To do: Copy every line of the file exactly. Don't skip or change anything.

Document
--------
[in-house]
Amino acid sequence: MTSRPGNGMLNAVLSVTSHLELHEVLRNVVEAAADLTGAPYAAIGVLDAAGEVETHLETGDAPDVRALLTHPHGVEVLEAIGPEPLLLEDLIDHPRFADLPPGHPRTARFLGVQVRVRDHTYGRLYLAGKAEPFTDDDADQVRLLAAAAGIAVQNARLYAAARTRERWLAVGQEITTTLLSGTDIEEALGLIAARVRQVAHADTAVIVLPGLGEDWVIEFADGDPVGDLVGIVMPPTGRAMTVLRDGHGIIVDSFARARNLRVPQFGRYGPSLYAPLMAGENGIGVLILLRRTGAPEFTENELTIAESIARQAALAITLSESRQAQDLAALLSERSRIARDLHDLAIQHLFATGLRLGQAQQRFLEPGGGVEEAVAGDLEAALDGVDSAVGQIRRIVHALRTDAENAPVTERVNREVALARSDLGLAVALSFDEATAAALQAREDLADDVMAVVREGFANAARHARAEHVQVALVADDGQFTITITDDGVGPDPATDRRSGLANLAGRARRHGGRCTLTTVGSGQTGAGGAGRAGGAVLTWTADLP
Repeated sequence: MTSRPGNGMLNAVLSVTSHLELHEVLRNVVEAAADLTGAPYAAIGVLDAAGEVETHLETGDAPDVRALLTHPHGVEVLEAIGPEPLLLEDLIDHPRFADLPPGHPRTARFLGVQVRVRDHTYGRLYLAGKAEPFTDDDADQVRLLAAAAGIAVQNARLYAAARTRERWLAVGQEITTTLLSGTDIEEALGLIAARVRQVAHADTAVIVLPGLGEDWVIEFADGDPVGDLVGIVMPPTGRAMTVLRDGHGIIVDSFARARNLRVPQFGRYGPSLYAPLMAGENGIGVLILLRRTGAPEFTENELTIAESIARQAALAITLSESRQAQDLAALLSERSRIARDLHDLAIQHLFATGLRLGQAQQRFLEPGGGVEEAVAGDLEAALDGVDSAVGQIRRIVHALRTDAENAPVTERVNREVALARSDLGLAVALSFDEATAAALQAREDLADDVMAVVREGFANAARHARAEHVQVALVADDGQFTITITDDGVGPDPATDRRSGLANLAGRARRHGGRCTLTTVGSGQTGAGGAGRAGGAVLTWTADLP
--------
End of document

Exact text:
[in-house]
Amino acid sequence: MTSRPGNGMLNAVLSVTSHLELHEVLRNVVEAAADLTGAPYAAIGVLDAAGEVETHLETGDAPDVRALLTHPHGVEVLEAIGPEPLLLEDLIDHPRFADLPPGHPRTARFLGVQVRVRDHTYGRLYLAGKAEPFTDDDADQVRLLAAAAGIAVQNARLYAAARTRERWLAVGQEITTTLLSGTDIEEALGLIAARVRQVAHADTAVIVLPGLGEDWVIEFADGDPVGDLVGIVMPPTGRAMTVLRDGHGIIVDSFARARNLRVPQFGRYGPSLYAPLMAGENGIGVLILLRRTGAPEFTENELTIAESIARQAALAITLSESRQAQDLAALLSERSRIARDLHDLAIQHLFATGLRLGQAQQRFLEPGGGVEEAVAGDLEAALDGVDSAVGQIRRIVHALRTDAENAPVTERVNREVALARSDLGLAVALSFDEATAAALQAREDLADDVMAVVREGFANAARHARAEHVQVALVADDGQFTITITDDGVGPDPATDRRSGLANLAGRARRHGGRCTLTTVGSGQTGAGGAGRAGGAVLTWTADLP
Repeated sequence: MTSRPGNGMLNAVLSVTSHLELHEVLRNVVEAAADLTGAPYAAIGVLDAAGEVETHLETGDAPDVRALLTHPHGVEVLEAIGPEPLLLEDLIDHPRFADLPPGHPRTARFLGVQVRVRDHTYGRLYLAGKAEPFTDDDADQVRLLAAAAGIAVQNARLYAAARTRERWLAVGQEITTTLLSGTDIEEALGLIAARVRQVAHADTAVIVLPGLGEDWVIEFADGDPVGDLVGIVMPPTGRAMTVLRDGHGIIVDSFARARNLRVPQFGRYGPSLYAPLMAGENGIGVLILLRRTGAPEFTENELTIAESIARQAALAITLSESRQAQDLAALLSERSRIARDLHDLAIQHLFATGLRLGQAQQRFLEPGGGVEEAVAGDLEAALDGVDSAVGQIRRIVHALRTDAENAPVTERVNREVALARSDLGLAVALSFDEATAAALQAREDLADDVMAVVREGFANAARHARAEHVQVALVADDGQFTITITDDGVGPDPATDRRSGLANLAGRARRHGGRCTLTTVGSGQTGAGGAGRAGGAVLTWTADLP